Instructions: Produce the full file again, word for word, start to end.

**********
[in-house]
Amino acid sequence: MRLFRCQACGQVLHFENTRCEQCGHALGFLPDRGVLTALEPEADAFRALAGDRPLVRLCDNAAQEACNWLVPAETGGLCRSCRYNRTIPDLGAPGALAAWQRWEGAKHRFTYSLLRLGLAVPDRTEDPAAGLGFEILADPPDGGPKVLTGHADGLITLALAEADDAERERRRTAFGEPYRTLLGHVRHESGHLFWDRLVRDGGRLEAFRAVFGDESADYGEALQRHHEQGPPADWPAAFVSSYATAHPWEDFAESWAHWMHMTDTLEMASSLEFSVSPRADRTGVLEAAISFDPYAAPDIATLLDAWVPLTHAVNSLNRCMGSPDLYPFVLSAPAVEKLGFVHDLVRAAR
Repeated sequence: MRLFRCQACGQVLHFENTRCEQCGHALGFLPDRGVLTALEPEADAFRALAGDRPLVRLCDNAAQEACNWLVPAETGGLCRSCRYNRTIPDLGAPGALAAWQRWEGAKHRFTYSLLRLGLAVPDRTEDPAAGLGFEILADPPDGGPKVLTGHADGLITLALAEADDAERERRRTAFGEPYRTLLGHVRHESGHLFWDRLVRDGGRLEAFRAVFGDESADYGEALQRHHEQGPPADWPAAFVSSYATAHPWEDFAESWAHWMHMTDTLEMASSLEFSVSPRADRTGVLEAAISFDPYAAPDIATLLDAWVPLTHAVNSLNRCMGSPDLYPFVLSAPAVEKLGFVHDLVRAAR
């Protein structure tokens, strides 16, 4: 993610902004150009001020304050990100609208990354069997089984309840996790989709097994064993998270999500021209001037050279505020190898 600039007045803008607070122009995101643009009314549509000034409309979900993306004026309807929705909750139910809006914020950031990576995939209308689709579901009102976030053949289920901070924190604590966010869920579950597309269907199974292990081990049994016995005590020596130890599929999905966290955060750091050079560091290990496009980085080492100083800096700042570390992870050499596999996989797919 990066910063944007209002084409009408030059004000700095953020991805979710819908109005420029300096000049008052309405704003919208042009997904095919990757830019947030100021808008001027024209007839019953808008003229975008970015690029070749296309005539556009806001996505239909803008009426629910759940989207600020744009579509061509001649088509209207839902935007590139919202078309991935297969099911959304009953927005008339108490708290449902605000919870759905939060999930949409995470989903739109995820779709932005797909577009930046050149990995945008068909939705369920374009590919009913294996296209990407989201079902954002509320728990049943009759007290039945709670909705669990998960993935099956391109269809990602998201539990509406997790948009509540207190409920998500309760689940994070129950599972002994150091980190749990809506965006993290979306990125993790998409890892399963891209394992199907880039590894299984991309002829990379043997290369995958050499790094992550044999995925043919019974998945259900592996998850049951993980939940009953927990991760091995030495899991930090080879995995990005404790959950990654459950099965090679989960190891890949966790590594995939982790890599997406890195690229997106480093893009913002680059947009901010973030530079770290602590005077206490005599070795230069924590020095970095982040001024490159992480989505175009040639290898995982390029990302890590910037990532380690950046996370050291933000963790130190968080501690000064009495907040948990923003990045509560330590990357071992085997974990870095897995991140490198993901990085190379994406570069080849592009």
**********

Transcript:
[in-house]
Amino acid sequence: MRLFRCQACGQVLHFENTRCEQCGHALGFLPDRGVLTALEPEADAFRALAGDRPLVRLCDNAAQEACNWLVPAETGGLCRSCRYNRTIPDLGAPGALAAWQRWEGAKHRFTYSLLRLGLAVPDRTEDPAAGLGFEILADPPDGGPKVLTGHADGLITLALAEADDAERERRRTAFGEPYRTLLGHVRHESGHLFWDRLVRDGGRLEAFRAVFGDESADYGEALQRHHEQGPPADWPAAFVSSYATAHPWEDFAESWAHWMHMTDTLEMASSLEFSVSPRADRTGVLEAAISFDPYAAPDIATLLDAWVPLTHAVNSLNRCMGSPDLYPFVLSAPAVEKLGFVHDLVRAAR
Repeated sequence: MRLFRCQACGQVLHFENTRCEQCGHALGFLPDRGVLTALEPEADAFRALAGDRPLVRLCDNAAQEACNWLVPAETGGLCRSCRYNRTIPDLGAPGALAAWQRWEGAKHRFTYSLLRLGLAVPDRTEDPAAGLGFEILADPPDGGPKVLTGHADGLITLALAEADDAERERRRTAFGEPYRTLLGHVRHESGHLFWDRLVRDGGRLEAFRAVFGDESADYGEALQRHHEQGPPADWPAAFVSSYATAHPWEDFAESWAHWMHMTDTLEMASSLEFSVSPRADRTGVLEAAISFDPYAAPDIATLLDAWVPLTHAVNSLNRCMGSPDLYPFVLSAPAVEKLGFVHDLVRAAR
């Protein structure tokens, strides 16, 4: 993610902004150009001020304050990100609208990354069997089984309840996790989709097994064993998270999500021209001037050279505020190898 600039007045803008607070122009995101643009009314549509000034409309979900993306004026309807929705909750139910809006914020950031990576995939209308689709579901009102976030053949289920901070924190604590966010869920579950597309269907199974292990081990049994016995005590020596130890599929999905966290955060750091050079560091290990496009980085080492100083800096700042570390992870050499596999996989797919 990066910063944007209002084409009408030059004000700095953020991805979710819908109005420029300096000049008052309405704003919208042009997904095919990757830019947030100021808008001027024209007839019953808008003229975008970015690029070749296309005539556009806001996505239909803008009426629910759940989207600020744009579509061509001649088509209207839902935007590139919202078309991935297969099911959304009953927005008339108490708290449902605000919870759905939060999930949409995470989903739109995820779709932005797909577009930046050149990995945008068909939705369920374009590919009913294996296209990407989201079902954002509320728990049943009759007290039945709670909705669990998960993935099956391109269809990602998201539990509406997790948009509540207190409920998500309760689940994070129950599972002994150091980190749990809506965006993290979306990125993790998409890892399963891209394992199907880039590894299984991309002829990379043997290369995958050499790094992550044999995925043919019974998945259900592996998850049951993980939940009953927990991760091995030495899991930090080879995995990005404790959950990654459950099965090679989960190891890949966790590594995939982790890599997406890195690229997106480093893009913002680059947009901010973030530079770290602590005077206490005599070795230069924590020095970095982040001024490159992480989505175009040639290898995982390029990302890590910037990532380690950046996370050291933000963790130190968080501690000064009495907040948990923003990045509560330590990357071992085997974990870095897995991140490198993901990085190379994406570069080849592009």